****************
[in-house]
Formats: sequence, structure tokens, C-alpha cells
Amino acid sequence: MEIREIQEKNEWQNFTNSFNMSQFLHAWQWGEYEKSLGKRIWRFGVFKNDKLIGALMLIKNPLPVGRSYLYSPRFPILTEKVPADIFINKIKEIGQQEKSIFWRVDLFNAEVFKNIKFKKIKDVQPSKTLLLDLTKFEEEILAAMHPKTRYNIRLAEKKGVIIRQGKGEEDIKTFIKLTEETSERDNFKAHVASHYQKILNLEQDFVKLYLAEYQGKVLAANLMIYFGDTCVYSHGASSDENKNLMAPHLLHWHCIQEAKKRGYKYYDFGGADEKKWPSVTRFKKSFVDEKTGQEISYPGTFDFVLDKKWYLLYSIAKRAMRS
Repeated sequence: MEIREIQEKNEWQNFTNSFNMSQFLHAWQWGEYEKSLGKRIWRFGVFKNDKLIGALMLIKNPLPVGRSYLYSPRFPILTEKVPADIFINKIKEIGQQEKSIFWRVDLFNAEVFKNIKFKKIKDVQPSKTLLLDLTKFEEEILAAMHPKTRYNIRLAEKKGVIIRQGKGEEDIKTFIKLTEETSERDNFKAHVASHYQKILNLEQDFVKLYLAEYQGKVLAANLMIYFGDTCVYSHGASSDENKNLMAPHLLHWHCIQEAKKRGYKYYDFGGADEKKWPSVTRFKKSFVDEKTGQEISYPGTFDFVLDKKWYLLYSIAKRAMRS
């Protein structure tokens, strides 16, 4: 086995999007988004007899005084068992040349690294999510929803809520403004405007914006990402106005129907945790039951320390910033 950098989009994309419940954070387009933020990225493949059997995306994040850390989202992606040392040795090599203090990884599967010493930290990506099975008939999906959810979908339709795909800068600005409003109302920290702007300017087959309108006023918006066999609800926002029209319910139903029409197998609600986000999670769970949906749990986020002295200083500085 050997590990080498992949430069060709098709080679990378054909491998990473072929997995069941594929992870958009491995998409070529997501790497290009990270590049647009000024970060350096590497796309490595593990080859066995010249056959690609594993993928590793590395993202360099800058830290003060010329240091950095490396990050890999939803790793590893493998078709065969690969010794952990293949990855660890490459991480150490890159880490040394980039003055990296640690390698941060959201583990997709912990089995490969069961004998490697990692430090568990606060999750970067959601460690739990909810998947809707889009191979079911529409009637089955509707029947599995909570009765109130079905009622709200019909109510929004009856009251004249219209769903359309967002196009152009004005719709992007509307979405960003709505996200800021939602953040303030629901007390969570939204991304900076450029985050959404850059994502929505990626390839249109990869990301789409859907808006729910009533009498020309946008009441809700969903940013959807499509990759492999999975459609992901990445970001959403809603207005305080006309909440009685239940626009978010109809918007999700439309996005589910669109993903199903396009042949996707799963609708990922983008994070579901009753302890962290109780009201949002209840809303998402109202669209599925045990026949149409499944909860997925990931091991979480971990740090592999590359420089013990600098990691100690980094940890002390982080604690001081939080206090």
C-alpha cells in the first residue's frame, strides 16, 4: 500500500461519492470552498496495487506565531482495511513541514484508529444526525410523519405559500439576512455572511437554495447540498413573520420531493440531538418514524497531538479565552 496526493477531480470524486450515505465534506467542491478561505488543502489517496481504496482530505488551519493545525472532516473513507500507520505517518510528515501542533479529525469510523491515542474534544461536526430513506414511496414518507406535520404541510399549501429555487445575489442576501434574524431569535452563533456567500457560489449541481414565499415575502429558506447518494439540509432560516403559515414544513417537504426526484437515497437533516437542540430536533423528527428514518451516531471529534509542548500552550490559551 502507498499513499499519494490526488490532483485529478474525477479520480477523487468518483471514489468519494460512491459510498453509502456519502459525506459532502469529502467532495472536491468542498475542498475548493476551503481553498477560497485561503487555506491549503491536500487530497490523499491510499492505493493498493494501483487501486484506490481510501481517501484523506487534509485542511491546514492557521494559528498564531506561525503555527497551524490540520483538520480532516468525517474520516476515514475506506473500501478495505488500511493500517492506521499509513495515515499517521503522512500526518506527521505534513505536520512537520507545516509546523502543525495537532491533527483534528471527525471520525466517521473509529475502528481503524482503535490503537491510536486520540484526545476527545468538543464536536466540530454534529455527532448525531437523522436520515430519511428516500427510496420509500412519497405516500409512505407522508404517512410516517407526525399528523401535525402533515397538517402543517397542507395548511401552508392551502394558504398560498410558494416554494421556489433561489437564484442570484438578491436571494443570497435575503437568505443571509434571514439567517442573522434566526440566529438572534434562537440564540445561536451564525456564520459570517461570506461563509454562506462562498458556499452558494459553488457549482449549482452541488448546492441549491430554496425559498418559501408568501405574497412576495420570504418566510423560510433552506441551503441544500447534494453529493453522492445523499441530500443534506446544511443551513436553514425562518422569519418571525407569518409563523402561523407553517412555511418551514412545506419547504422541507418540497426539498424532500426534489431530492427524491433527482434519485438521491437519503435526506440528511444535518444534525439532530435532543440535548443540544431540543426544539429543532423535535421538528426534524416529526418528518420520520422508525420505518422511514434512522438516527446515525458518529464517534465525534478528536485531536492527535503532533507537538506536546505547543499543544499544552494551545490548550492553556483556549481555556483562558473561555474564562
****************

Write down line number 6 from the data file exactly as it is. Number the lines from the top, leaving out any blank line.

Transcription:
C-alpha cells in the first residue's frame, strides 16, 4: 500500500461519492470552498496495487506565531482495511513541514484508529444526525410523519405559500439576512455572511437554495447540498413573520420531493440531538418514524497531538479565552 496526493477531480470524486450515505465534506467542491478561505488543502489517496481504496482530505488551519493545525472532516473513507500507520505517518510528515501542533479529525469510523491515542474534544461536526430513506414511496414518507406535520404541510399549501429555487445575489442576501434574524431569535452563533456567500457560489449541481414565499415575502429558506447518494439540509432560516403559515414544513417537504426526484437515497437533516437542540430536533423528527428514518451516531471529534509542548500552550490559551 502507498499513499499519494490526488490532483485529478474525477479520480477523487468518483471514489468519494460512491459510498453509502456519502459525506459532502469529502467532495472536491468542498475542498475548493476551503481553498477560497485561503487555506491549503491536500487530497490523499491510499492505493493498493494501483487501486484506490481510501481517501484523506487534509485542511491546514492557521494559528498564531506561525503555527497551524490540520483538520480532516468525517474520516476515514475506506473500501478495505488500511493500517492506521499509513495515515499517521503522512500526518506527521505534513505536520512537520507545516509546523502543525495537532491533527483534528471527525471520525466517521473509529475502528481503524482503535490503537491510536486520540484526545476527545468538543464536536466540530454534529455527532448525531437523522436520515430519511428516500427510496420509500412519497405516500409512505407522508404517512410516517407526525399528523401535525402533515397538517402543517397542507395548511401552508392551502394558504398560498410558494416554494421556489433561489437564484442570484438578491436571494443570497435575503437568505443571509434571514439567517442573522434566526440566529438572534434562537440564540445561536451564525456564520459570517461570506461563509454562506462562498458556499452558494459553488457549482449549482452541488448546492441549491430554496425559498418559501408568501405574497412576495420570504418566510423560510433552506441551503441544500447534494453529493453522492445523499441530500443534506446544511443551513436553514425562518422569519418571525407569518409563523402561523407553517412555511418551514412545506419547504422541507418540497426539498424532500426534489431530492427524491433527482434519485438521491437519503435526506440528511444535518444534525439532530435532543440535548443540544431540543426544539429543532423535535421538528426534524416529526418528518420520520422508525420505518422511514434512522438516527446515525458518529464517534465525534478528536485531536492527535503532533507537538506536546505547543499543544499544552494551545490548550492553556483556549481555556483562558473561555474564562